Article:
posted by ROU_Xenophobe at 9:27 AM on November 20, 2005


Surely someone must believe that she is entitled to some reward for: 1) volunteering in a miliatary that very few others want to join, 2)being wounded in the line of her duty, 3) caring for the dog for so long, 4) and the dog's obvious attachment to her.

Yeah. Her reward is ongoing medical treatment for service-related issues, disability payments, and maybe a pension. Same as anyone else who's wounded and kicked out. If she can still serve her 20 in a desk job, she gets medical treatment and half her base pay for life.
posted by ROU_Xenophobe at 9:32 AM on November 20, 2005


Don't they give bank loans to military personnel then?

Yes, I'm sure the bank would view a severely injured, about-to-be retired vet looking to buy an $18,000 dog an excellent credit risk.

I was assuming that military personnel generally don't get paid very well, and that she might not have that kind of money to spend. (I'm not American and so don't have any idea what someone at her rank would likely be paid; and of course we know nothing of her perosonal finances generally).

That said, I don't know if she wouldn't try to buy the dog if offered - I didn't see that mentioned in the article.
posted by Zinger at 9:43 AM on November 20, 2005


If we were talking about two members of a military couple assigned together, would the Army let the uninjured one go home too?
posted by Opposite George at 9:49 AM on November 20, 2005


er, Air Force
posted by Opposite George at 9:54 AM on November 20, 2005


I like ROU_X's idea. Why not just wait until the dog is done with its service, *then* give it to her? I'm pretty sure they don't use these animals once their age starts slowing them down.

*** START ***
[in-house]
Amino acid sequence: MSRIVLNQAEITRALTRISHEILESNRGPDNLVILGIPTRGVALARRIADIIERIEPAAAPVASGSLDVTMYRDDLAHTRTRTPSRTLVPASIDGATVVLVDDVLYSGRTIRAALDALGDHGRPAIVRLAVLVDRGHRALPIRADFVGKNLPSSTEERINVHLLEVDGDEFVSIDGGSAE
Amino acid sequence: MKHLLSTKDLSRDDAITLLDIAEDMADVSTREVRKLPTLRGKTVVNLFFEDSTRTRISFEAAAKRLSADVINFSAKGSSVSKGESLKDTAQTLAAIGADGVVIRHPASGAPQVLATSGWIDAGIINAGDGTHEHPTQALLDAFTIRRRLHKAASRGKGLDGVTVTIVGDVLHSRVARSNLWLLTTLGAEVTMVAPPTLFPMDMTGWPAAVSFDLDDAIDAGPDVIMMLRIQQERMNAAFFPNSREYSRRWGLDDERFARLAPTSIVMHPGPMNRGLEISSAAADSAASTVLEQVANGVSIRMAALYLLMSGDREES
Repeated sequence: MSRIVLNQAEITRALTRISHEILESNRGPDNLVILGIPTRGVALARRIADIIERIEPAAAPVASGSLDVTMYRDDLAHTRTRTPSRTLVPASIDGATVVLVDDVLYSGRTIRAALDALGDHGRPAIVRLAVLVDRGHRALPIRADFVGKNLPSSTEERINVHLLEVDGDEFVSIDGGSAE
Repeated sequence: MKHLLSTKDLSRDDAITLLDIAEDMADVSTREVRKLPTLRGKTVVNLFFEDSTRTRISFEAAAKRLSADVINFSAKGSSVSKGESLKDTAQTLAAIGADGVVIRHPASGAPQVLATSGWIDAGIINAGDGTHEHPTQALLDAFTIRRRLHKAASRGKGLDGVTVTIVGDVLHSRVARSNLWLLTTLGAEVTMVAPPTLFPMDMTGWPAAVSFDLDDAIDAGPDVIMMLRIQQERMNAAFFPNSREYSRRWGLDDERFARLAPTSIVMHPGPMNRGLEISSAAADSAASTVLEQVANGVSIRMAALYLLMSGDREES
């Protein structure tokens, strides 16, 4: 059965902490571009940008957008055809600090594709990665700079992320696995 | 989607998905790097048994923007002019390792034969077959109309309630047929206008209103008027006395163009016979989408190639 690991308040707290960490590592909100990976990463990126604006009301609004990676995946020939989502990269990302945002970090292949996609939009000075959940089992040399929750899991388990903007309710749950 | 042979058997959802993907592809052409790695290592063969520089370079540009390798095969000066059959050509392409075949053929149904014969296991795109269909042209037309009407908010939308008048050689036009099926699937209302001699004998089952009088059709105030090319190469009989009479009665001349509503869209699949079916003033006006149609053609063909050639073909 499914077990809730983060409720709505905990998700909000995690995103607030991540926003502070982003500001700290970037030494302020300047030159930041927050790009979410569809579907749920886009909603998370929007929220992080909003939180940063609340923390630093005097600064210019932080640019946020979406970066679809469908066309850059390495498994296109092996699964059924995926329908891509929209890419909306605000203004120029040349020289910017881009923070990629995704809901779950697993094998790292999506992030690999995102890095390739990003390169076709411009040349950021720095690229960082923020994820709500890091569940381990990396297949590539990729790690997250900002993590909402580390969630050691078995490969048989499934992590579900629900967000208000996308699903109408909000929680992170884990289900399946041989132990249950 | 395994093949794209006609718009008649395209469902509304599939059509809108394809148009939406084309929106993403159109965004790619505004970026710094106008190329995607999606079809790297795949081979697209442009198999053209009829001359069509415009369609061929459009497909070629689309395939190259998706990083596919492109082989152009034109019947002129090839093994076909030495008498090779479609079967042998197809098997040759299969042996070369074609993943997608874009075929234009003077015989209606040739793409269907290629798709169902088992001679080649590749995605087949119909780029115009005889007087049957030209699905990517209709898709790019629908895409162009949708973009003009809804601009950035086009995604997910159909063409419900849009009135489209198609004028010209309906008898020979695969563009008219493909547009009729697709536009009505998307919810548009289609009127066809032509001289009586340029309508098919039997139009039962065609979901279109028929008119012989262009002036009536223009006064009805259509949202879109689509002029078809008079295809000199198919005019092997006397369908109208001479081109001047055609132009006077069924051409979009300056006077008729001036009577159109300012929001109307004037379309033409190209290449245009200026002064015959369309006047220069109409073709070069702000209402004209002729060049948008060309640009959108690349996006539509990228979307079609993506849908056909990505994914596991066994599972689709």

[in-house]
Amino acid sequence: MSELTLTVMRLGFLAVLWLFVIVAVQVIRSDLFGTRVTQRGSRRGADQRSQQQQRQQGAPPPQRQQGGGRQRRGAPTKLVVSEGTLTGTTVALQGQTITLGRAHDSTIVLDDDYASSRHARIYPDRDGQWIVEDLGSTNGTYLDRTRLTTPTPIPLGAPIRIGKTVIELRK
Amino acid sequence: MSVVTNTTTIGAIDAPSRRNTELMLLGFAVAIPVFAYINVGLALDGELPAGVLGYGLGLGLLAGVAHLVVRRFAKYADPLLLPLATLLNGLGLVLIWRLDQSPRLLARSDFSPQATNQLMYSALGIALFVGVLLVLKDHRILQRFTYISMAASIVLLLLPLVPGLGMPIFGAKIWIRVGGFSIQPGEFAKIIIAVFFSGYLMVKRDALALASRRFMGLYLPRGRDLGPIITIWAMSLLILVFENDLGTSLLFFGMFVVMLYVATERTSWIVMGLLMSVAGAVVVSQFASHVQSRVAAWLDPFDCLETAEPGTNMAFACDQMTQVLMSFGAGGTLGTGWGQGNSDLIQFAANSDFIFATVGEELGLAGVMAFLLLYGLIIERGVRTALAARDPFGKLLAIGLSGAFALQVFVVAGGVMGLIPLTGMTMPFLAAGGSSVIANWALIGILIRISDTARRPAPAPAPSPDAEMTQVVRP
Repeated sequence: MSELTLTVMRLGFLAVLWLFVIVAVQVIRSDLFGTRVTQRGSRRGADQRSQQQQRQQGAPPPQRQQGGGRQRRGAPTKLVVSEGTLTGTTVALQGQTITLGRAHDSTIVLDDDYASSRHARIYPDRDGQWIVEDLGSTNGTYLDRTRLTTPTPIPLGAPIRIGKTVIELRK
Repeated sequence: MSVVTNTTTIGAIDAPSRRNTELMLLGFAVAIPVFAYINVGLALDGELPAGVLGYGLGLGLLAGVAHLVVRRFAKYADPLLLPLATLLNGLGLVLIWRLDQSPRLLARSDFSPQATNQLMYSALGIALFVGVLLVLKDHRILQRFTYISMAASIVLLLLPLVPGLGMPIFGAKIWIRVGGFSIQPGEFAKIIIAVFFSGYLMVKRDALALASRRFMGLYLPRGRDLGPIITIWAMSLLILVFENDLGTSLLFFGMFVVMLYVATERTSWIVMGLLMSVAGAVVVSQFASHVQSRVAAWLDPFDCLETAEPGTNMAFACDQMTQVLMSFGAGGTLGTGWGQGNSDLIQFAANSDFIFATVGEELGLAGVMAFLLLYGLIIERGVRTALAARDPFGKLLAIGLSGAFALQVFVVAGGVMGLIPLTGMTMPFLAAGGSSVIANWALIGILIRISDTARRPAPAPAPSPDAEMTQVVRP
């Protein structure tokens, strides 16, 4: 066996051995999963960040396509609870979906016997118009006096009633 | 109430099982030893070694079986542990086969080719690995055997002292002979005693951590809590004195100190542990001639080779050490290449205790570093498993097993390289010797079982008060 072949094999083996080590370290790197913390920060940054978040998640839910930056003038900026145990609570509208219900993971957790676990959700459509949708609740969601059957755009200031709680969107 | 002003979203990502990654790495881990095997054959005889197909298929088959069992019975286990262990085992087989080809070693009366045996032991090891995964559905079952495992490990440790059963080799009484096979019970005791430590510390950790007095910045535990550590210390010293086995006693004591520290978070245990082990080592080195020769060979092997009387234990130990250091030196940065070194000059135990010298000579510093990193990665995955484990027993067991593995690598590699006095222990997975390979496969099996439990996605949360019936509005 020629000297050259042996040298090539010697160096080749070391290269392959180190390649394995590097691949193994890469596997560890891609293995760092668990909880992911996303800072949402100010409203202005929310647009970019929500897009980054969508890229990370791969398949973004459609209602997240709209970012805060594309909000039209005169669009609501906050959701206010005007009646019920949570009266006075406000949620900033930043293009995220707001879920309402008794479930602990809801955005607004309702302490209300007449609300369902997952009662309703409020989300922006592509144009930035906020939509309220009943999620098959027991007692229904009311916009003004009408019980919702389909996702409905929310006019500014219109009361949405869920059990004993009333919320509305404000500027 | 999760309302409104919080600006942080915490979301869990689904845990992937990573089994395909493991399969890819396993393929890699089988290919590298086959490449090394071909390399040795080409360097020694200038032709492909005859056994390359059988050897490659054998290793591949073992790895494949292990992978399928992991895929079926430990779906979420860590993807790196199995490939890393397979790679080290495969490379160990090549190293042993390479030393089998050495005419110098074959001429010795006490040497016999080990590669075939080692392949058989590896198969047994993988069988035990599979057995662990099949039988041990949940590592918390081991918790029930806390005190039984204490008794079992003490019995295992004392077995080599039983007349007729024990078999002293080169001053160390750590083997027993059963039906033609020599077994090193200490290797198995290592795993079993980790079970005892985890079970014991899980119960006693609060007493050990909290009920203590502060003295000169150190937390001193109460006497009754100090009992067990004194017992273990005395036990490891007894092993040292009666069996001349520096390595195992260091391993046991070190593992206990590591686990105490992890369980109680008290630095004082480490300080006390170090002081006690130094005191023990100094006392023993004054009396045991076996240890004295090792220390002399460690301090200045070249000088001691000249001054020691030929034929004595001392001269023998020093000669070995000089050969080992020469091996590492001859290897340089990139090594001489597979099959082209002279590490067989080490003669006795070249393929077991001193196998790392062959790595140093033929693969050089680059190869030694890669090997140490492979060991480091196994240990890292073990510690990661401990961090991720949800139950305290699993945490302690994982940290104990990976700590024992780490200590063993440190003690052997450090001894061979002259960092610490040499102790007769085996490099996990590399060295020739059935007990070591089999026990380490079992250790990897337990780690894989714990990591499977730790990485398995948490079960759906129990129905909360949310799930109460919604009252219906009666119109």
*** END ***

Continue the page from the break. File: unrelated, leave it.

posted by beth at 10:00 AM on November 20, 2005


If we were talking about two members of a military couple assigned together, would the Army let the uninjured one go home too?

This is weak. I'm not sure what you're trying to prove with this analogy, but it occurs to me that there might be a slight legal difference between getting married and liking a dog.

Of course with these damn liberals eroding the sanctity of marriage blah blah slippery slope, I'm sure the difference is getting smaller every day. Or something.
posted by nebulawindphone at 10:02 AM on November 20, 2005


She should just get another dog if she likes dogs so much.
posted by I Foody at 10:13 AM on November 20, 2005


This is weak.

nebulawindphone, I'm not sure what you're trying to prove with your post.

It's a serious question that struck me while considering the situation -- I don't know the answer. I was hoping somebody with some experience in these matters would know. I would hope though, that if they end up letting the woman take home a dog they'd let a spouse go home to tend to their injured SO. Which, if I'm reading your snark correctly means we're on the same side.